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Showtime Networks CEO David Nevins had the distinct honor Thursday of closing out the 2016 Television Critics Association’s summer press tour, meeting with reporters on the 16th afternoon of the marathon conference. “It’s a plum spot,” he joked before announcing a wave of news including a live Election Night special with Stephen Colbert.
Recent visits to TCA have seen Nevins touting plans for a more year-round schedule and premiering shows one at a time and not in pairs, but there have been a few roadblocks to that plan. Comedies House of Lies and Episodes and drama Penny Dreadful all recently announced their 2016 seasons would be their last, and network flagship Homeland was delayed from its typical fall premiere to Jan. 15, 2017 (this year will pass without a single new episode from the Emmy winner).
It was likely with this in mind that Nevins front-loaded his presentation with talk of future projects, showing a trailer for comedy I’m Dying Up Here, teasing much-hyped Daniel Craig starrer Purity, announcing pilots for Saturday Night Live castoffs Taran Killam and Jay Pharoah and assuring the crowd that 2017 will finally bring the long-awaited Twin Peaks revival. The seventh and eighth seasons of Homeland also were finally confirmed, after Nevins essentially announced them in June.
There also is the matter of Roadies. Showtime’s biggest swing of late, with filmmakers Cameron Crowe and J.J. Abrams producing, has underperformed with critics and viewers alike. The most recent episode of the show saw its original telecast nab only 465,000 viewers in live-plus-three-day returns, though Showtime admittedly draws its biggest stats from gross views across encores and platforms.
Joined by programming president Gary Levine for the Q&A, Nevins addressed these matters and more.
Stephen Colbert Is Likely Coming to Showtime on Election Night
Already home to election documentary The Circus, which Nevins called a groundbreaking effort in terms of turning around its content on a weekly deadline, the exec is eyeing more election-themed material. “We’re working very hard to do a live election-night comedy special with Stephen Colbert,” he said. “Stephen wants to do it, the studio wants to do it. The thought is, do a live special, Colbert unfettered. He promised me he’ll say a couple of curse words, which is important. We’re figuring it out. It’s something we’ve been trying to get him to do for a while.” Working in Showtime’s favor is the fact that Colbert has the night off from his CBS late-night show, which shares parent company CBS Inc. “It will be interesting to see what Colbert does with no commercial breaks, no language restriction,” Nevins told The Hollywood Reporter after his Q&A, adding that it will likely air at 10 p.m. and be taped in Colbert’s Ed Sullivan studio. “He’s kind of excited about it.”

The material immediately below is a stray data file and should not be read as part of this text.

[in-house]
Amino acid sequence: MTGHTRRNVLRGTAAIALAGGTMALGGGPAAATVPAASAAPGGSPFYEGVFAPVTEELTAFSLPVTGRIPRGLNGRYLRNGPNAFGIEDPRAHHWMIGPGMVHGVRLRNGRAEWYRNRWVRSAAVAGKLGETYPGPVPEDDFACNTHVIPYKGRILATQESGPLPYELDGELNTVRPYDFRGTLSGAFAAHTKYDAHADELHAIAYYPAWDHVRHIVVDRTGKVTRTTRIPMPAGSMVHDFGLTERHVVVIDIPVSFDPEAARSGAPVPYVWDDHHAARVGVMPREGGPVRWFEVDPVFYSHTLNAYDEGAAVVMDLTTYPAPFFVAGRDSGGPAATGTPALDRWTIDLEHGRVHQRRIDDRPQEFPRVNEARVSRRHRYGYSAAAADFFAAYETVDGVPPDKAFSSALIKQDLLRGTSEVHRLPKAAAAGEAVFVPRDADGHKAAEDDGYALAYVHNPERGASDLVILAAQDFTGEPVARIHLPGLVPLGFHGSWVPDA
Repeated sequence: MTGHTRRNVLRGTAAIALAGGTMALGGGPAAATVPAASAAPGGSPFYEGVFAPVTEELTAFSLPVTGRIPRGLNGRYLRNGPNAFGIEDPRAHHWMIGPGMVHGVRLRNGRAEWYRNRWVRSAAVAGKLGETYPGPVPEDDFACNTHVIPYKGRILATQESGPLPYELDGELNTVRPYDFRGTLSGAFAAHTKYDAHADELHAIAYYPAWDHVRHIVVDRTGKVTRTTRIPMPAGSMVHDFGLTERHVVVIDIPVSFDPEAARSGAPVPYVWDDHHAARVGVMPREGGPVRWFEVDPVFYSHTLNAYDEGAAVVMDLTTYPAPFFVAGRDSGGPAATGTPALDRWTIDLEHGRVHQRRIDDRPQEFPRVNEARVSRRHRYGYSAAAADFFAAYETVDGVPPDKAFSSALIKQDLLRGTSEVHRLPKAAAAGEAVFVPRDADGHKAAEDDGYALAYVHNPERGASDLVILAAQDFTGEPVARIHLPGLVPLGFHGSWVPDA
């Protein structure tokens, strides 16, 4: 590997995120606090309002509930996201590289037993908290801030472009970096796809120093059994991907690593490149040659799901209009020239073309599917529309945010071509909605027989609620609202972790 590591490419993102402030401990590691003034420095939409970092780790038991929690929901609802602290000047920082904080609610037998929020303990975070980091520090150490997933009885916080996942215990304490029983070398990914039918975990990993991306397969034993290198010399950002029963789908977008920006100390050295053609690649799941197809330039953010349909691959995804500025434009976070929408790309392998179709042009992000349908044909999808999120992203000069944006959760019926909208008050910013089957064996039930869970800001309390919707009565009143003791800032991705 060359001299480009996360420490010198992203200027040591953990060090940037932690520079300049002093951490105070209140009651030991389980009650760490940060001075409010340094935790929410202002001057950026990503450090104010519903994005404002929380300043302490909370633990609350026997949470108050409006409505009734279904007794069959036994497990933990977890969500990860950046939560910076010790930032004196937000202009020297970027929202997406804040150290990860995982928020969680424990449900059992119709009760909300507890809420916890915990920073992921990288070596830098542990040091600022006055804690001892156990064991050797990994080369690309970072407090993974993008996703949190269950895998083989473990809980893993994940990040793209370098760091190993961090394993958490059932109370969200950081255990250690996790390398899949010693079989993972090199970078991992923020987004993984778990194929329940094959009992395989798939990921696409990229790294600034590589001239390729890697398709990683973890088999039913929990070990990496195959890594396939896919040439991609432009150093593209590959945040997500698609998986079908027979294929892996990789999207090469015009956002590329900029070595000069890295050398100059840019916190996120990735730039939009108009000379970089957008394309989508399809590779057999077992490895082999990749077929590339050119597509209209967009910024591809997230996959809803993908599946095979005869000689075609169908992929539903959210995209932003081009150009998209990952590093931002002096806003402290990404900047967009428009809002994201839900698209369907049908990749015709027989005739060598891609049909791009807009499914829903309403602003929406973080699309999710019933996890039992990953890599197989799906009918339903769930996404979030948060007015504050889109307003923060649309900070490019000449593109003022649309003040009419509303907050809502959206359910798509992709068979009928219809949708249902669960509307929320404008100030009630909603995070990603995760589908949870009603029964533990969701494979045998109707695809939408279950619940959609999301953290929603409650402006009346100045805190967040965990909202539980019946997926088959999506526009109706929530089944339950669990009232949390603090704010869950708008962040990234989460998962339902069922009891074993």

Twin Peaks Is Coming In the First Half of 2017
Nearly two years after it was announced, David Lynch and Mark Frost have completed photography on Twin Peaks. For proof, Nevins offered a behind-the-scenes reel with interviews with some of the sprawling cast. Still up in the air? An official premiere date. “We don’t even know how many episodes there will be,” he said, laughing, with Levine adding that it’s a “fluid process.” Lynch is currently determining that in the editing room, as the project was filmed as a movie. And, unfortunately for fans of the long-dead show, the clip screened is not going online. As for how much of the episodes executives have seen, Nevins noted they have seen footage and are about to begin seeing cuts. Following his 30-minute session, the executive told a small group of reporters that everything about Twin Peaks‘ release plan will be “unconventional.” “Unconventional in the handling of it and how we put it out in the world and how we market it,” Nevins said while shooting down the notion of releasing all the episodes at once. “I think it is quite possible we’re not going to do a traditional release pattern. I’ve had a couple conversations with David. But I want to embrace the unexpectedness of it, so I could definitely see longer episodes or in terms of this question of how do we release it linearly and how do we release it for people who want to stream it — maybe there’s something different between the two.”
Speaking of Peak TV …
Given the rising number of scripted originals, Nevins noted that he does see Showtime continuing to up its total series. “The ecosystem of premium TV is really strong,” he said, stressing cabler’s careful — and often slow — development process. “We are sort of gradually expanding it in a hand-crafted way of going about it. We still believe in developing scripts and casting them carefully. It takes a while.” The executive declared that Showtime has a “pretty robust offering” that also includes stand-up comedy specials, sports programming and documentaries on top of its scripted originals.
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